Research Vessels: Submersibles - ALVIN
A standard dive on ALVIN lasts 6 to 10 hours.
(Courtesy of WHOI)
Submersibles are a great scientific tool to help
researchers explore the ocean depths. They are small submarines
that can maneuver underwater easier than larger submarines. Submersibles
are equiped with viewports (windows), searchlights, mechanical arms,
cameras and scientific instruments that enable seeing and recording
data from underwater vehicles.
Perhaps ONR's most famous submersible is ALVIN,
a three-person deep submergence vessel (DSV). Among some of its most
memorable missions are discovery of deep-sea hydrothermal
vents and recovery of a missing H-bomb. ONR funded the development
of ALVIN in 1962 for almost $10 million.
ALVIN was named for Allyn Vine, a Woods
Hole Oceanographic Institution (WHOI) oceanographer. ALVIN was
built with ONR money and is now used by WHOI scientists.
In 1966, the two-year-old ALVIN was presented with its first difficult
task. A 20 mega-ton H-bomb was lost off the Spanish Coast in the
Mediterranean Sea after two planes collided. Three other subs, including
the U.S. Navy's Deep Jeep, newspaper publisher John H. Perry Jr.'s
PC-3B and J. Louis Reynold's Aluminaut, also participated in the
search for the missing bomb. Despite the competition, it was ALVIN
that located the bomb resting below 2,500 feet of water.
Alvin being lowered into the water.
(Courtesy of WHOI)
Then, in August of 1968, tragedy struck. ALVIN was lost. As the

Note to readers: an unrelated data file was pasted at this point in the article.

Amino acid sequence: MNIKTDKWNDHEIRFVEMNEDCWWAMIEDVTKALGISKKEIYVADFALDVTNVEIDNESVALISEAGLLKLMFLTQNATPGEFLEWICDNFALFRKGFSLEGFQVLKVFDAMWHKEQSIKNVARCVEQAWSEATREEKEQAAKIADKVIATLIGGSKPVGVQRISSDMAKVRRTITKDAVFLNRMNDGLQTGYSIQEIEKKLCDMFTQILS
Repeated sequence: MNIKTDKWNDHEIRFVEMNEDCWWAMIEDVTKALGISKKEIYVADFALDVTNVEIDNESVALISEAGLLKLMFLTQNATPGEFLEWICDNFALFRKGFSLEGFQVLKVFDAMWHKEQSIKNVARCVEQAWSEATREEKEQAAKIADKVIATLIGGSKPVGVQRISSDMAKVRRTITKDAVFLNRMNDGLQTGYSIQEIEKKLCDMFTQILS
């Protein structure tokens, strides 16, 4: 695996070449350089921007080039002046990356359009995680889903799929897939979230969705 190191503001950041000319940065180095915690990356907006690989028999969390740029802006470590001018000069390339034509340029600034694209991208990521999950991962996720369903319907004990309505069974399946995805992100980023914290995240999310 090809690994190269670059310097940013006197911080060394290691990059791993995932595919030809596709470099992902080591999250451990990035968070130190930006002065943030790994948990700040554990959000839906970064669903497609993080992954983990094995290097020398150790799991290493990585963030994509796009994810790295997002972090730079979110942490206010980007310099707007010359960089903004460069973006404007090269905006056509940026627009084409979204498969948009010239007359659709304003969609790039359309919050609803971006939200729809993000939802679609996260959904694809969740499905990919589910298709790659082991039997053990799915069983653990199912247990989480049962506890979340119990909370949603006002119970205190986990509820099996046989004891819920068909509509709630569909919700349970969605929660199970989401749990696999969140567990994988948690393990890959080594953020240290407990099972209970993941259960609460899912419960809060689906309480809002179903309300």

DSV was being placed into the water a few hundred miles off Cape
Cod, a cable holding it up broke. Luckily, the men inside were able
to escape through the open hatch before ALVIN sank 5,500 feet to
the bottom. After spending 11 months on the ocean floor, ALVIN was
located by sonar. Aluminaut placed a hook
inside ALVIN's open hatch and towed it to the surface. ALVIN was
back in shape and diving again before the end of 1970.
When ALVIN was first built, its pressure hull was made
with steel, and it could only dive 6,000 feet. In 1973, ALVIN was
rebuilt with a titanium hull making it possible to reach depths of
13,124 feet (4,000 meters).
ALVIN has three video cameras, two still cameras, 12
lights and two hydraulic robot arms. A basket found on the front of
the submersible carries scientific instruments.
Today, ALVIN makes between 150 and 200 dives each year and has more
than 3,200 dives on record. Its support ship, required to tote it
to study sites and provide support, is the catamaran R/V Atlantis
II, which holds up to 27 crew members, 19 scientists and 9 ALVIN